It’s Deja view!
A 29-storey tower one of two developments proposed at the corner of Robie & Quinpool, next to the Halifax Common and residential neighbourhoods west of Robie Street is too high according to 80+ attending a Sept 17th public meeting. At just 20′ shorter than Fenwick Tower the building is potentially the second tallest building in Halifax but proposed for a site presently restricted to 145′. Of 20+ citizens speaking only one person, representing the Quinpool Business Commission supported the proposal. See CBC’s Coverage of the Public Meeting
View the developer’s drawings
Visit the Willow Tree Group website for a critical evaluation of these two projects.
Follow the Willow Tree Group on Twitter
There’s a public open house to review and comment on three preliminary design options for St Pat’s High School on Wed., July 22, 6:30 – 9 p.m., Halifax Forum, Multi-Purpose Room
Why is the public meeting on such short notice and in the middle of vacation season?
Can’t make it?
Ask questions or make comments at: https://shapeyourcityhalifax.ca/quinpool6067.
Our questions? …..
1. Why is this very important public consultation meeting being scheduled on such short notice and in the middle of prime vacation time?
2. What is the urgency to sell and re-develop the St Pat’s high school site with such haste that a final design will be selected by September?
3. This area has many highrise developments being proposed -isn’t their approval and the approval for a St Pat’s project in advance of the Centre Plan precluding what the Centre Plan will be able to do?
4. Halifax has taken 21 years to begin the process of developing an integrated master plan for the Halifax Common. St Pat’s highschool is common land in that it belongs to the public. According to the 2013 Stantec Report commissioned by the city there is adequate land to meet all of our projected population growth for the next twenty years. Why doesn’t the city land bank the St Pat’s site as common land to compensate for the loss of over 200 acres of the Halifax Common’s public open space ?
The path of Freshwater Brook as commemorated by Friends of Halifax Common for Earth Day 2011
Did you know that Halifax has its own lost river system? Join Jane’s Walk guide, Ben Wedge on the North Common to explore Halifax’s river system and its influence on development patterns in a growing garrison town. After centuries of development burying our beautiful urban streams, cities are rediscovering them and starting to bring them back. Inspired in part by the documentary “Lost Rivers” Halifax Council is debating daylighting Dartmouth’s Sawmill River.
Here is a nice facebook page and previous posts on Freshwater Brook can be found here…This post about HRM’s 2006 daylighting policy for both Sawmill River and Freshwater Brook. This post includes links to excellent essays by Matt Neviille and Sam Austin. Continue reading
On Saturday, June 7th, 2014, Halifax joined 15 other cities around the world for 100in1Day, a festival of citizen-driven action that showcases people-ideas for a better city.
100in1Day FHC Action
FHC’s “urban intervention” was a fun, low-cost way to showcase a simple idea for a better city – we cleaned a bus shelter and provided it with seating, a route map (we couldn’t find an on-line schedule), a bouquet of flowers, a 100in1Day poster, weekend newspapers and magazines and of course some Celebrate the Common 250 books. Its the second year we’ve done it and we hope it catches on.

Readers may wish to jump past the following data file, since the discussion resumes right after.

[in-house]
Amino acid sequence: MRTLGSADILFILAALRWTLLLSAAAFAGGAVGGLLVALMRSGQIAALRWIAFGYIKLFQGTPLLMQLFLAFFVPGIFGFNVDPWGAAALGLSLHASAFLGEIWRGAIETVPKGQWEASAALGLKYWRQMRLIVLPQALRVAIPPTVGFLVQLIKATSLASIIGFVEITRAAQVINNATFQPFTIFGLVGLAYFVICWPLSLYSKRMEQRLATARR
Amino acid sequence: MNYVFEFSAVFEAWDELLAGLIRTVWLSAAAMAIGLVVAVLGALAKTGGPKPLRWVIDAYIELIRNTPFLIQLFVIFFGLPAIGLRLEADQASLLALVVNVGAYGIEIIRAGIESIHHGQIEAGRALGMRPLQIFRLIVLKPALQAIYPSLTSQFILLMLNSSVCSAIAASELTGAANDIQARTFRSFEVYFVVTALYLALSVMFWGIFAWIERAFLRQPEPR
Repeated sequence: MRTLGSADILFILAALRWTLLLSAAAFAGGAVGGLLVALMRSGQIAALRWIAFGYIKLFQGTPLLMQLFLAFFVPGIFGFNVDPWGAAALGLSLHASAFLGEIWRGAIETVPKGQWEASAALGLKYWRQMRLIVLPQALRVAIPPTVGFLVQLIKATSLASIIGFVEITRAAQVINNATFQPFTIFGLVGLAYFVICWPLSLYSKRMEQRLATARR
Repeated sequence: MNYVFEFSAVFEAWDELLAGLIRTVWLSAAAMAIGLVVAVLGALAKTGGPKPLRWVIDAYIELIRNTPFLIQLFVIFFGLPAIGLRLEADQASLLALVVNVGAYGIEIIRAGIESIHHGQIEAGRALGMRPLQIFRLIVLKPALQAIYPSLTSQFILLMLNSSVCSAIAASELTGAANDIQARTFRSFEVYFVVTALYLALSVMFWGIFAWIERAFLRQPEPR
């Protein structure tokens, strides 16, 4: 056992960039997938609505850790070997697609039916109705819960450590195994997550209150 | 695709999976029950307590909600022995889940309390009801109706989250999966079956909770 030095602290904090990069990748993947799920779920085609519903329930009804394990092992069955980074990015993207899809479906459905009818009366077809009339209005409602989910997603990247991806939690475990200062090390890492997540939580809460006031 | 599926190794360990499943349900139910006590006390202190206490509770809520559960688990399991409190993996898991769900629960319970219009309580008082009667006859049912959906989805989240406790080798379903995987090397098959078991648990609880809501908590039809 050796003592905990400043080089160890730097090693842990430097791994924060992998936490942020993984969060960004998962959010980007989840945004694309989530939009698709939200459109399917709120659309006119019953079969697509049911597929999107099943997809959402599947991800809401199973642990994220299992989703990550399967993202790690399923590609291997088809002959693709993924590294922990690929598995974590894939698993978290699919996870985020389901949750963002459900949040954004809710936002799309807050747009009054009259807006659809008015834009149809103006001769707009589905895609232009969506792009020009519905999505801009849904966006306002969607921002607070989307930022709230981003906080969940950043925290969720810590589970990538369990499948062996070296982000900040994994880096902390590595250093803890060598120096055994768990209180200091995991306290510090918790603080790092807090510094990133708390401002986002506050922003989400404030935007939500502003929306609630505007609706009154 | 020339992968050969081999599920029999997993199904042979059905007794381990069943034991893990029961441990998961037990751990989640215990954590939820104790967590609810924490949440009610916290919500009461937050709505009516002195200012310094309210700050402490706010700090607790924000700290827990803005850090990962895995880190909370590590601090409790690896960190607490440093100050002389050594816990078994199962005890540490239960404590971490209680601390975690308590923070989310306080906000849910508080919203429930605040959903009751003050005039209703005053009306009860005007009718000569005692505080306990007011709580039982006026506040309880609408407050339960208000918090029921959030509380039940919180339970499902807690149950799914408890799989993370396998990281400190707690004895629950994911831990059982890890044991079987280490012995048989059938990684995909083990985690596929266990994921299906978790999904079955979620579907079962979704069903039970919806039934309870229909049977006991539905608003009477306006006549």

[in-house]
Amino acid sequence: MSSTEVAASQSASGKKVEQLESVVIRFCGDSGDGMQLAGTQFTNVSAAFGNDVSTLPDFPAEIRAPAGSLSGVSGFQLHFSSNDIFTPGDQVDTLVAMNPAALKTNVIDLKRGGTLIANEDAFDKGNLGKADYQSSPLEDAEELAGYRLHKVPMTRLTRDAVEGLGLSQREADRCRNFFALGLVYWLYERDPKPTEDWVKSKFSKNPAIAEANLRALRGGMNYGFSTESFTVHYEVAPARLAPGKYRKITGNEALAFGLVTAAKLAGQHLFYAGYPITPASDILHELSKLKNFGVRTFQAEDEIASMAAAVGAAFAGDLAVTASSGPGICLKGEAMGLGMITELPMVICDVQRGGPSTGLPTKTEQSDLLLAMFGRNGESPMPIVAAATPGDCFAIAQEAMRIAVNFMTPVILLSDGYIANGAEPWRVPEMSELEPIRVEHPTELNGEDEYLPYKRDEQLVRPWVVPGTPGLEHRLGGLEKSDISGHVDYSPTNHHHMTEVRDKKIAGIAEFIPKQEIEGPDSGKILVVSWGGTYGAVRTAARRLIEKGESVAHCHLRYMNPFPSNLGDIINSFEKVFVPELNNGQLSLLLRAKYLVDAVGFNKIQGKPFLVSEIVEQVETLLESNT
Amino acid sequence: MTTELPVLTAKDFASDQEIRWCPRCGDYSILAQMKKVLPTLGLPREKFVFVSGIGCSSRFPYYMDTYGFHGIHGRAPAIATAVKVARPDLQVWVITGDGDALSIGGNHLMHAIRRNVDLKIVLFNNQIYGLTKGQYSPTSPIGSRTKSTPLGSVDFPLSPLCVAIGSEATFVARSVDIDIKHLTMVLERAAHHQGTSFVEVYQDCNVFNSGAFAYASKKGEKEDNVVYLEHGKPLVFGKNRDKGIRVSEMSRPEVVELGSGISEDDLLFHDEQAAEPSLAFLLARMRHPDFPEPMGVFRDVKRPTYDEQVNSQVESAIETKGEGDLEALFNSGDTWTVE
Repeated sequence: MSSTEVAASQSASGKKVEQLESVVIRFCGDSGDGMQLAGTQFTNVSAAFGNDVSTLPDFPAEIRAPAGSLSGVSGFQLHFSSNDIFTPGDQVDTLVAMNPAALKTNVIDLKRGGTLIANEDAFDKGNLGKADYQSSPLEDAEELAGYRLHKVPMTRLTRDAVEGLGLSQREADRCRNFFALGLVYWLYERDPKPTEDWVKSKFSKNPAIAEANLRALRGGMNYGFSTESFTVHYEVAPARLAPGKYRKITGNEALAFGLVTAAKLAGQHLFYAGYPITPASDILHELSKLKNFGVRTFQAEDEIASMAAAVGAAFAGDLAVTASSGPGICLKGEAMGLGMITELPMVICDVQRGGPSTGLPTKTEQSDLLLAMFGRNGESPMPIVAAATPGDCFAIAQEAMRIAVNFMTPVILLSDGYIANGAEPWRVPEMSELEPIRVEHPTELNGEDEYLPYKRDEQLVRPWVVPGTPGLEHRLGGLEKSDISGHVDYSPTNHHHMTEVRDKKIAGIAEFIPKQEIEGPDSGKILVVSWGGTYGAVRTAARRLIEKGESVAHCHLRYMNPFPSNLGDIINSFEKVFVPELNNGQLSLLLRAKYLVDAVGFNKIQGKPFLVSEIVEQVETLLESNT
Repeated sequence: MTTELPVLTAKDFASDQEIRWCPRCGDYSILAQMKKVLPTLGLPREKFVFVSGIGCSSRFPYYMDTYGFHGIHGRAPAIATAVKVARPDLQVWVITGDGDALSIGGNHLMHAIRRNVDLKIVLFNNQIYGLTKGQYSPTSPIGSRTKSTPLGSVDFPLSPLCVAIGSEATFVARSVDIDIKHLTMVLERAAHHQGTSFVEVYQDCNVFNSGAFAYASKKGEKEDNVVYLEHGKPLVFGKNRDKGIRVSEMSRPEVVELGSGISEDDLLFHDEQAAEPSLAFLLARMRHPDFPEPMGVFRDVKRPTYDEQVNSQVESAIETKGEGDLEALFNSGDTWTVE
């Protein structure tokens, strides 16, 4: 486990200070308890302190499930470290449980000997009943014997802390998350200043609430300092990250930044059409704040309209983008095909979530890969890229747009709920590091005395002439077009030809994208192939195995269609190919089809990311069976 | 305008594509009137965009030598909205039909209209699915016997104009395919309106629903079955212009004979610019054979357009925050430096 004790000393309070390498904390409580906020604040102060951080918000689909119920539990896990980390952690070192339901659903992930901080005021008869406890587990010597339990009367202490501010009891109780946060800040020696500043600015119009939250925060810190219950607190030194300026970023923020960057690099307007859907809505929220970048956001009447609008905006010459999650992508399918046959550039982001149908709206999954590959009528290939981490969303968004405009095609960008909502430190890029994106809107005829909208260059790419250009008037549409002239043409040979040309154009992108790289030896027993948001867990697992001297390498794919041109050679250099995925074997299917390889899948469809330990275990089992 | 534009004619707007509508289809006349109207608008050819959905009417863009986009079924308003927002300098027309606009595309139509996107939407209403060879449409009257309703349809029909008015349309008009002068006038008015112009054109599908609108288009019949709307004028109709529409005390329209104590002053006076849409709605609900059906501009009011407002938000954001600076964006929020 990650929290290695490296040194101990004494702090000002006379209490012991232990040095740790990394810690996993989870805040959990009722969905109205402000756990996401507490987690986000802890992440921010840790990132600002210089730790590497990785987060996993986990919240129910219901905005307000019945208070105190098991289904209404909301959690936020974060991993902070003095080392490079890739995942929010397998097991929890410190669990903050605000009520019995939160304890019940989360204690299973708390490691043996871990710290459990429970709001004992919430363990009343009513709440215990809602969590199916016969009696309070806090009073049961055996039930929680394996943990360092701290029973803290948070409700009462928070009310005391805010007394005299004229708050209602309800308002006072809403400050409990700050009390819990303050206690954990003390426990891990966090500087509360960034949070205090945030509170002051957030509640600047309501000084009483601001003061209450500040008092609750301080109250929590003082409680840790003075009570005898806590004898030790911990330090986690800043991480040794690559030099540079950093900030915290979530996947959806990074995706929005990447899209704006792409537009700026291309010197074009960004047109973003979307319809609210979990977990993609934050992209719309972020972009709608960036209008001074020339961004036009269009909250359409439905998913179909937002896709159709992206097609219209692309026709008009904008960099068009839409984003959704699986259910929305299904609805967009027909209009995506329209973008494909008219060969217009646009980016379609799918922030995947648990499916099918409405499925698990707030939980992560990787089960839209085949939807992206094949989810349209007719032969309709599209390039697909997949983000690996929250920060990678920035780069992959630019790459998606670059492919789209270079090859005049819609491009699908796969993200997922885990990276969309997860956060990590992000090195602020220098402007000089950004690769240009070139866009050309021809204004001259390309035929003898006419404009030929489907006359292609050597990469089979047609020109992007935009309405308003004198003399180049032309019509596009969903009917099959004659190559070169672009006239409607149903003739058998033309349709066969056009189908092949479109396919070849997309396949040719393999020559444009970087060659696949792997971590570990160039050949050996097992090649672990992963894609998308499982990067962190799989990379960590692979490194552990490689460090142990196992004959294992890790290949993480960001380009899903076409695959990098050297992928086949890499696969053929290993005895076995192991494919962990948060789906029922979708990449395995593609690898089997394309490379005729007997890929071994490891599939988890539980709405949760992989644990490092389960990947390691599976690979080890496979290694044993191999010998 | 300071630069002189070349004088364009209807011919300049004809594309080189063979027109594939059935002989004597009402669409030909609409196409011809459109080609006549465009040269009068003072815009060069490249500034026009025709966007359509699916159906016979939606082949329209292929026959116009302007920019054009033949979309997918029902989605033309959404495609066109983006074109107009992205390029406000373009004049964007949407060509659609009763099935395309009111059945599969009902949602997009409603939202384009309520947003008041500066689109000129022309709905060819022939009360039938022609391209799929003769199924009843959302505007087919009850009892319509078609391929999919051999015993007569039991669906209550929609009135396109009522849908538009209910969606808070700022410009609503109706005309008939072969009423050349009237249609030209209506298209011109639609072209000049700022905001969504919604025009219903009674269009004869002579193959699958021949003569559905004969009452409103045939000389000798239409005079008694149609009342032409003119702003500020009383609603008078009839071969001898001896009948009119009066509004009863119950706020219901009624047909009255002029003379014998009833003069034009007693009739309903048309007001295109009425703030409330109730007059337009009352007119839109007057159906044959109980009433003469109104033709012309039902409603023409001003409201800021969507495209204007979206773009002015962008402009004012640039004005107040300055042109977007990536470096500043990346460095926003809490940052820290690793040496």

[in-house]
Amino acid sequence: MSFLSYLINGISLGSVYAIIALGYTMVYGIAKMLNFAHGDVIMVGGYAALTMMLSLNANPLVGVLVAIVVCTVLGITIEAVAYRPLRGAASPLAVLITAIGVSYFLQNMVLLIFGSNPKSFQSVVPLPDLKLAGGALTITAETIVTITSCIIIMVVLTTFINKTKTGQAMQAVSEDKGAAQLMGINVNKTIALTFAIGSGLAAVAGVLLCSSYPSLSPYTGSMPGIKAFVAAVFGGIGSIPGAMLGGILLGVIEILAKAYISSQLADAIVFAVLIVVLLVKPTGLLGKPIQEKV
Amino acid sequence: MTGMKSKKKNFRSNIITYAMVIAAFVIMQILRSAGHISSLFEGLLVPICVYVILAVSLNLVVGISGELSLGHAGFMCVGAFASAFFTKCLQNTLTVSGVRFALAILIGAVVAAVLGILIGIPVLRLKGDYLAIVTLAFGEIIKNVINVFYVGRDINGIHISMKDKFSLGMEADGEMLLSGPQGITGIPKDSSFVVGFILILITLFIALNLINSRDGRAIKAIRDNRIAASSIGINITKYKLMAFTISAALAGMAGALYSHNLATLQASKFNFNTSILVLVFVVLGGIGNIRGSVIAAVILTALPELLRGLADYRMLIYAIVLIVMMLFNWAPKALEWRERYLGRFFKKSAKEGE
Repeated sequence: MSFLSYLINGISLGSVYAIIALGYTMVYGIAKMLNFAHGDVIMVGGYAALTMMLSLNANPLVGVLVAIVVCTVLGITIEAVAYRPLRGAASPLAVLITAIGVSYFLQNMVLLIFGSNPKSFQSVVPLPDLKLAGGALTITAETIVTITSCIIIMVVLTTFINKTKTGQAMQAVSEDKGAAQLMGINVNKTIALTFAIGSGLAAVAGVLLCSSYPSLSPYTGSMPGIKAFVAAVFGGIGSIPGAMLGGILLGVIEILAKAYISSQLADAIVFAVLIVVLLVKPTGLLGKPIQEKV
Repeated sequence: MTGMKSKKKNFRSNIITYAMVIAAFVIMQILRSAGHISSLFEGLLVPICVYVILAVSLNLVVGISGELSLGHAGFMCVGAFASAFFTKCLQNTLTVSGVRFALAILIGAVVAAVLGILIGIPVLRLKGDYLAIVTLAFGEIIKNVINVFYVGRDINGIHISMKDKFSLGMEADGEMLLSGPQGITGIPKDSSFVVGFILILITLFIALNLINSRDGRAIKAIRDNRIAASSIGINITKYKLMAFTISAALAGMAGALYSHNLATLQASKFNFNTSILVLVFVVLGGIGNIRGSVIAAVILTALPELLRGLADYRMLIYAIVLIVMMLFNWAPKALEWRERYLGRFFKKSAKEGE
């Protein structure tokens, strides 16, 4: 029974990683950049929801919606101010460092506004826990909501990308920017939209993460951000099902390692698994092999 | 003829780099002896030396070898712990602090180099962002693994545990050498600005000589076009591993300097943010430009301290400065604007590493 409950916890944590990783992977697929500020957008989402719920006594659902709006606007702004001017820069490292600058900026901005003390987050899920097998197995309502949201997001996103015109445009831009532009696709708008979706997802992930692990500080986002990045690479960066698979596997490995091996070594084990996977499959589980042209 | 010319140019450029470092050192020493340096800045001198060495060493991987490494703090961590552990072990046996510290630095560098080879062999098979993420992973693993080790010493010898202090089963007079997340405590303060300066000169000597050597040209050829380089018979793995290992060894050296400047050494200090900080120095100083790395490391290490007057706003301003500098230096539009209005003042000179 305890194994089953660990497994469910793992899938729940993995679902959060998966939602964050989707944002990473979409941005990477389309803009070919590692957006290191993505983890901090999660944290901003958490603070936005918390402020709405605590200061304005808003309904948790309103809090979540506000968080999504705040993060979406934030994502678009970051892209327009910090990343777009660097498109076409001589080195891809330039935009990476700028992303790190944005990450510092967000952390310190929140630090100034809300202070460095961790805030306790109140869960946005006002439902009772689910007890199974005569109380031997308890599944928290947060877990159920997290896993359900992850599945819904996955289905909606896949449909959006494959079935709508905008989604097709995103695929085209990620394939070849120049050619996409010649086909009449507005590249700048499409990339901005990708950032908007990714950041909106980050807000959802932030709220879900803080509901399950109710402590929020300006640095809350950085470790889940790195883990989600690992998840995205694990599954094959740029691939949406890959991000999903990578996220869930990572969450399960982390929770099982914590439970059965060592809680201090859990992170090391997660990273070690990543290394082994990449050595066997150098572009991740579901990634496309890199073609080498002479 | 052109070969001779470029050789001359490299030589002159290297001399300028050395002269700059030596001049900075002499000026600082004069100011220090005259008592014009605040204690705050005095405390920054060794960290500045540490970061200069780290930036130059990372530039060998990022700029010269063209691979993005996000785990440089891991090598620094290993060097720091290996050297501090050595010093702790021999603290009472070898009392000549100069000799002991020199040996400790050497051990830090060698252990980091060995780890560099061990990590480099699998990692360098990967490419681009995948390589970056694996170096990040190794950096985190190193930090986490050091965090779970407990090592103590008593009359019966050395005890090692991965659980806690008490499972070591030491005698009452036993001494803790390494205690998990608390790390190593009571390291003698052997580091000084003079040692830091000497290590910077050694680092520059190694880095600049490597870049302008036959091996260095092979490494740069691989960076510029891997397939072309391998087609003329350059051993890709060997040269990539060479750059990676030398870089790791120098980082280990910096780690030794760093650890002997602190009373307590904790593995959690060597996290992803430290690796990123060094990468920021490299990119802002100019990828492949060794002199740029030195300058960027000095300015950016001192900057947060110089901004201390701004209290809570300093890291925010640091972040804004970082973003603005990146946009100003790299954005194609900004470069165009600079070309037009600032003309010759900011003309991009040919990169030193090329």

Questions and comments for consideration
1. Temporary Buildings:
a. As per the change to the legislation the only building permitted is the one exclusively to support the Oval. What is the schedule for removal of the temporary buildings now in their 5th year?
b.-The Museumplein in Amsterdam is one example of many of a public park that kept its green space by installing underground parking and buildings-there is even an underground shopping centre. Why isn’t the building being built underground with underground parking and a walkway/tunnel to the Central Common?
c. Kiosks are not legal buildings exclusively to support the Oval – Why aren’t food trucks used- they could be parked on the street?
2. Chillers: Continue reading
Have your say about the new permanent building on the North Common
Date: Thursday June 5, 2014
Time: 6:30pm to review presentation panels & 7pm for the formal presentation
Location: Atlantica Hotel (former Willow Tree Holiday Inn)
Isn’t it time for a big picture plan that respects the 1994 Halifax Common Plan? In March 2012 HRM found out through a legal opinion that buildings on the Common are likely illegal. So instead of respecting the law, HRM lobbied the provincial government to change HRM’s Charter to permit the legal erection of a permanent building on the North Common in exclusive support of the Oval. https://nslegislature.ca/legc/bills/61st_4th/1st_read/b157.htm
We agree that so far the aesthetic of the Oval has been a junk heap but is a new building is necessary? FHC suggested spending the money to improve the Central Common Pavilion; or to host a yearly international design competition for warming huts like Winnipeg does; or to use yurts as found in many ski hills & golf courses. These were ignored. This permanent building is another major encroachment on the remaining ~ 30 acres of the original 240 acre land grant. We like the Oval but we love the Common. At the public meeting in 2010 everything was about the concerts and $3 million was promised for improvements to the North Common. Now its all about the Oval. What’s the big picture?